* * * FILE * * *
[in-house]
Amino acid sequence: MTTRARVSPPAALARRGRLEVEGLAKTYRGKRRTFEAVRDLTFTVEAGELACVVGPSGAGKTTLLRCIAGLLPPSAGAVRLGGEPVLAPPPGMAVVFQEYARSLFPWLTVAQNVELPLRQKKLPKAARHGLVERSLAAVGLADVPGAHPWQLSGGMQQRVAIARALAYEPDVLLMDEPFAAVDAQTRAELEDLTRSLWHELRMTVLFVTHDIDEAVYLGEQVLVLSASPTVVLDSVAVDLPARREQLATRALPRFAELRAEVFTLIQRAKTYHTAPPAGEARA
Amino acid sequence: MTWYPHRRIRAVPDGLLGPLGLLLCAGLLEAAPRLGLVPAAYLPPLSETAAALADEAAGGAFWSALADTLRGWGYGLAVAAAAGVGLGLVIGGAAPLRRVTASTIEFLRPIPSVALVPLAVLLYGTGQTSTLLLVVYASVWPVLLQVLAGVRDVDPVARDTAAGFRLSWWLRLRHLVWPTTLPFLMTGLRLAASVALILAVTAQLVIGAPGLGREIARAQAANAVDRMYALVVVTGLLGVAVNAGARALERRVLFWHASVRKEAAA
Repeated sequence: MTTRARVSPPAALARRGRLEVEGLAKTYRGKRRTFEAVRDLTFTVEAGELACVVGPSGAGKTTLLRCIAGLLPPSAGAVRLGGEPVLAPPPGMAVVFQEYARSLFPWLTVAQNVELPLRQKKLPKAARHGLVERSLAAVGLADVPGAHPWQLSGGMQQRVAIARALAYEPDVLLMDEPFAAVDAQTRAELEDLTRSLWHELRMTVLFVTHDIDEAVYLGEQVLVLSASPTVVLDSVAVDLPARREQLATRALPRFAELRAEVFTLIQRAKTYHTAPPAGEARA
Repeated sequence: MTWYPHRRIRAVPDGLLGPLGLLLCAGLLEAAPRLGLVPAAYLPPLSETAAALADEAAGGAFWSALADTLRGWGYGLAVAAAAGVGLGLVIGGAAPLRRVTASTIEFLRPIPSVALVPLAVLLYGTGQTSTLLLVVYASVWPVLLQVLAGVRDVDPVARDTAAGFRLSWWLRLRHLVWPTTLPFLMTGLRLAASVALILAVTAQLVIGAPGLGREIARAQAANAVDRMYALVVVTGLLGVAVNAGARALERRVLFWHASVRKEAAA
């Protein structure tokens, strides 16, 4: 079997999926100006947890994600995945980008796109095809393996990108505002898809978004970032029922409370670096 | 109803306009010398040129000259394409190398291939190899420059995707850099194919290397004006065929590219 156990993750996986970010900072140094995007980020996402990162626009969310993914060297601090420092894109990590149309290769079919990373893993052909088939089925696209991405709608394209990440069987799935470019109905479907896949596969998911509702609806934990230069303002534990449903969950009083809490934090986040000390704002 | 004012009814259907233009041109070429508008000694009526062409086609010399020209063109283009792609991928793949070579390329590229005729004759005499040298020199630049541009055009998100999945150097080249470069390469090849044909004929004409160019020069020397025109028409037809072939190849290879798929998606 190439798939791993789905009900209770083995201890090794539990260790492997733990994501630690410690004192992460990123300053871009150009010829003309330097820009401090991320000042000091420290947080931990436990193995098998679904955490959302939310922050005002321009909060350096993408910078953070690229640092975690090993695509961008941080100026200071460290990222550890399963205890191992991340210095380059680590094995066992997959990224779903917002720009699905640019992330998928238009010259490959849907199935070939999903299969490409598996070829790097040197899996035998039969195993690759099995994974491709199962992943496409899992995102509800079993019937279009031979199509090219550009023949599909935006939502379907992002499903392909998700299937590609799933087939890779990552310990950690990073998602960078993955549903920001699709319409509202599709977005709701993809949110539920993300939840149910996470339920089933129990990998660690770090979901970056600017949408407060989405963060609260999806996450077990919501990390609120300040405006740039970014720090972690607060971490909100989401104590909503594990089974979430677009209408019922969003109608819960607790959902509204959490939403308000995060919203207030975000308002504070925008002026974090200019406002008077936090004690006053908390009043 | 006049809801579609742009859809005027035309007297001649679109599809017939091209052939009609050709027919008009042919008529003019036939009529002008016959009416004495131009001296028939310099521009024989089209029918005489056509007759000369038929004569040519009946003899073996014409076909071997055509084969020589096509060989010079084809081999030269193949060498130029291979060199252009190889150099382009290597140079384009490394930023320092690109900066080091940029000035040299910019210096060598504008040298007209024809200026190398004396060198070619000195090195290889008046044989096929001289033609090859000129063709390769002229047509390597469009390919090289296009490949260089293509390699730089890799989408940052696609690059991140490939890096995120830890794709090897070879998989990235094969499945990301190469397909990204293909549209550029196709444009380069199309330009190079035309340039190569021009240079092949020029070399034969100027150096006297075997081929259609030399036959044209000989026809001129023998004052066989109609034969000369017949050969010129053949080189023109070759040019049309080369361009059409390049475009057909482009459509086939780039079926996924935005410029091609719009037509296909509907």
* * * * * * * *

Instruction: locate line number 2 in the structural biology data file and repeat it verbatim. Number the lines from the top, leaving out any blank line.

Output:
Amino acid sequence: MTTRARVSPPAALARRGRLEVEGLAKTYRGKRRTFEAVRDLTFTVEAGELACVVGPSGAGKTTLLRCIAGLLPPSAGAVRLGGEPVLAPPPGMAVVFQEYARSLFPWLTVAQNVELPLRQKKLPKAARHGLVERSLAAVGLADVPGAHPWQLSGGMQQRVAIARALAYEPDVLLMDEPFAAVDAQTRAELEDLTRSLWHELRMTVLFVTHDIDEAVYLGEQVLVLSASPTVVLDSVAVDLPARREQLATRALPRFAELRAEVFTLIQRAKTYHTAPPAGEARA